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The Brightest Spot of Obie's Year In Indy

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At 30-43, it certainly hasn't been the smoothest first-year experience for former Celtics coach Jim O'Brien in Indianapolis this season.

Granted, in the Eastern Conference, that record puts Obie's Pacers right in the thick of the playoff picture.  But for a guy who has made a career out of doing more with less, it's hard to imagine that it hasn't been frustrating.

Earlier this season, I wrote an ode to Obie, praising the man for his ability to provide something that goes far beyond X's and O's.  His ability to get his players to bust their guts for him on a night-in and night-out basis is one of the most underrated coaching assets in this league.  The freewheeling style he espouses might make observers crazy, but in both of his prior stops, he got his players to buy in, and that is far more than half the battle in the Association.

The results haven't been there in the won-loss column this season.  But for one particular Pacer, Obie's first season in Indiana has brought a career resurrection with it.

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It has been a renaissance season for Mike Dunleavy.  For the first time in six seasons in his professional career, Junior Dunleavy has begun to truly show signs of why he was a high lottery pick coming out of Duke in the 2002 draft.

Part of it has probably been the simple fact that Dunleavy needed to be liberated from Golden State, where he had fallen into the hole of not living up to the expectations that come with being the third selection in the NBA draft.  Dunleavy has averaged just 12.2 points on sub-45 percent shooting for his career, with just 4.9 boards and 2.6 assists per game.  Hard to get too excited about those figures.

But another part of it has undoubtedly the way in which Obie's tutelage has allowed Dunleavy to flourish.  The 6-foot-9 shooting guard is having a blast doing exactly what Obie asks his players to do: Go hard, shoot the three, keep moving and perhaps most of all, relax.

For what seems like the first time in his career, Mike Dunleavy isn't pressing.  He knows that his coach has full confidence in him and that he doesn't have to worry about his minutes getting jerked around.  Instead, he is just doing what he the scouts always knew he could do.  They knew Dunleavy could shoot the ball, and they knew he was a heady offensive player who moves off the ball and uses screens well.  In Obie's high-octane, get-open-get-the-ball-throw-it-up system, Dunleavy has been able to do all that with the greatest efficacy of his career.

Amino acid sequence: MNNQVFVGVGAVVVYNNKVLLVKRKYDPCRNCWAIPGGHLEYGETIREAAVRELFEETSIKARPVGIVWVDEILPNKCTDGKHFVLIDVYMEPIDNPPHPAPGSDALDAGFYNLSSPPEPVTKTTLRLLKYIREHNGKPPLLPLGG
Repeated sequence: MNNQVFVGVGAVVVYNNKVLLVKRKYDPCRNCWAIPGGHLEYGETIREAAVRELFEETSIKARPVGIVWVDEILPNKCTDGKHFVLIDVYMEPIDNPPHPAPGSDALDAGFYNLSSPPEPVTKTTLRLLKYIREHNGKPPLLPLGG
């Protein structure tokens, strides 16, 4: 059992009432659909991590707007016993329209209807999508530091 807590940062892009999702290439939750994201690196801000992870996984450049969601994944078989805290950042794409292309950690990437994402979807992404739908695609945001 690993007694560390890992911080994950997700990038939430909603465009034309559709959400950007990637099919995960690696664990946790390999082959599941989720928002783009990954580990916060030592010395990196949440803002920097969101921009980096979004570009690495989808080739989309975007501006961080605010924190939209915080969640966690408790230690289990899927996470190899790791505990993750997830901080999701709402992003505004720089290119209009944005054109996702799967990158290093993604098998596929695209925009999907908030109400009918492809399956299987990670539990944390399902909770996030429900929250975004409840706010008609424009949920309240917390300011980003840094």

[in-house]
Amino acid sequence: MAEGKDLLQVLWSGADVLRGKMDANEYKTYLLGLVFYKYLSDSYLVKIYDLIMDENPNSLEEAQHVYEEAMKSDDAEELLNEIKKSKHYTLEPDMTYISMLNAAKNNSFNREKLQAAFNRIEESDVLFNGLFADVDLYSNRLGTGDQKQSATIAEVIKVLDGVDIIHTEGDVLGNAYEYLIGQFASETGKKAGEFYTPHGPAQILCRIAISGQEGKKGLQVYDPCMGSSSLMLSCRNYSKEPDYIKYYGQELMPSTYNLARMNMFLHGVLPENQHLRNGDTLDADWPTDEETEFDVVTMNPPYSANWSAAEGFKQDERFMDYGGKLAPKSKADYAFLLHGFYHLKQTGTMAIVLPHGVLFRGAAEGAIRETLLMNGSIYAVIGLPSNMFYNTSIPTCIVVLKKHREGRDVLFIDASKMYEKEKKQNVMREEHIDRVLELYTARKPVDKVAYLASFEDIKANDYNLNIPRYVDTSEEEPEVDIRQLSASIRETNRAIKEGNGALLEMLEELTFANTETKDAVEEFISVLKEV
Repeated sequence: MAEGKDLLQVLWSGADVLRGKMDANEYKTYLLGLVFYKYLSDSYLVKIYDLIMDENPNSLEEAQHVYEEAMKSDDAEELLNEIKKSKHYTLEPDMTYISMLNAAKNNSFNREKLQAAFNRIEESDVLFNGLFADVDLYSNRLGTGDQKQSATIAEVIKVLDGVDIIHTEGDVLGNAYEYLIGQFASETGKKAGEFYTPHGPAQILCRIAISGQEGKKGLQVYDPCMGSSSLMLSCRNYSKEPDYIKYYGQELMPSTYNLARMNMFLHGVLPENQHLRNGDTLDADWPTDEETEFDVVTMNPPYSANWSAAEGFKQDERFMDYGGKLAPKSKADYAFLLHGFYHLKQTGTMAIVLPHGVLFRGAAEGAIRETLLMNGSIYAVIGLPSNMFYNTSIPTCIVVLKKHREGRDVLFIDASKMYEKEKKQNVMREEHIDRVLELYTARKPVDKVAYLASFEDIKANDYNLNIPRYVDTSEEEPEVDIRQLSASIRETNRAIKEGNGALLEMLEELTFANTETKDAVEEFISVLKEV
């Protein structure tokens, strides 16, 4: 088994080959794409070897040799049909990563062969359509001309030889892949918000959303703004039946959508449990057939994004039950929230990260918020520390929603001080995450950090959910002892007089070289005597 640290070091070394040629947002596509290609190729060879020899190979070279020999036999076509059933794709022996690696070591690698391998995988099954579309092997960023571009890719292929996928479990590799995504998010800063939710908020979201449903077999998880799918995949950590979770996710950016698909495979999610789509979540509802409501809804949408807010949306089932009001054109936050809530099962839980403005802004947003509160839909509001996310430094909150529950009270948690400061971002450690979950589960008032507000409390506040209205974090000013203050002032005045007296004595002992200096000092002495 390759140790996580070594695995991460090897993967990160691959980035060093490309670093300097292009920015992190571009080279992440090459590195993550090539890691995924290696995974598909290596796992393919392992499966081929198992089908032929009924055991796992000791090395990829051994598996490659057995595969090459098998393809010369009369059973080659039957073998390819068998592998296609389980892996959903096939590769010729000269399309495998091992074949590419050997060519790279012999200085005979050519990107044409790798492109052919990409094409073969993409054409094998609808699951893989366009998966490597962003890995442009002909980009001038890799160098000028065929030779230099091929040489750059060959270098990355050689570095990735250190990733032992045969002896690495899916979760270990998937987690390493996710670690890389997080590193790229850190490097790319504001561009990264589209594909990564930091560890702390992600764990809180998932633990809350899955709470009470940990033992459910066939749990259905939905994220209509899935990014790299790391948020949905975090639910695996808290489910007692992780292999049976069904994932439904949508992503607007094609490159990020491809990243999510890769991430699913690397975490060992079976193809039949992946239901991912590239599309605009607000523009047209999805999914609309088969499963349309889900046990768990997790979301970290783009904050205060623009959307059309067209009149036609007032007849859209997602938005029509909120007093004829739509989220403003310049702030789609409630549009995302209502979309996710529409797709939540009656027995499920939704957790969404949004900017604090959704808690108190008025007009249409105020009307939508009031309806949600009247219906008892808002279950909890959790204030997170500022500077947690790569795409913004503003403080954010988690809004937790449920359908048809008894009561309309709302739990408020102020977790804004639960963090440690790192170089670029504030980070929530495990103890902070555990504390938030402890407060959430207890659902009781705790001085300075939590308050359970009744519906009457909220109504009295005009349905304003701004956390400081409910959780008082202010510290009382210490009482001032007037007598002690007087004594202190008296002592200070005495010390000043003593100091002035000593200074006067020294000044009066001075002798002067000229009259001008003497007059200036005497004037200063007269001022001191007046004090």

As one of the featured players in a fast-paced offense, Dunleavy is getting more opportunities than ever before, which is giving him more of a chance to get comfortable.  He is also getting better opportunities than ever before, largely because of his movement.  Dunleavy isn't the world's quickest player, but he is more than happy to run back-cuts and 'V'-cuts down the baseline and through the lane all day, which forces opponents to make a choice between letting him shoot from deep or go back-door.  Too often, they have done both.  Dunleavy is shooting 48 percent from the field and an absurd 41.5 percent from behind the arc (his previous career high was 38.8).  Combine that with a career-high 84.4 percent from the foul line, and Dunleavy ends up with a true shooting percentage of 60.6, good for 23rd in basketball and sixth among two-guards.

More opportunities plus more efficiency equals lots more production.  Dunleavy is going for 18.7 points per game -- five more than his previous career high -- and 3.5 assists (another career high) to go with 5.3 rebounds per game.  And he has looked good doing it, too.  Treys, pull-up jumpers, goofy, off-balance lay-ups, you name it: Dunleavy has done it all at times this season, and he has even put up nine 30-plus-point efforts along the way to boot.

This hasn't been the most enjoyable of seasons for the Indiana Pacers.   But if nothing else, Mike Dunleavy has shown that he is ready to be a big part of a team for the long haul.  For a man many had given up on in the six seasons prior -- and for the coach who helped his cause -- that's something to be proud of.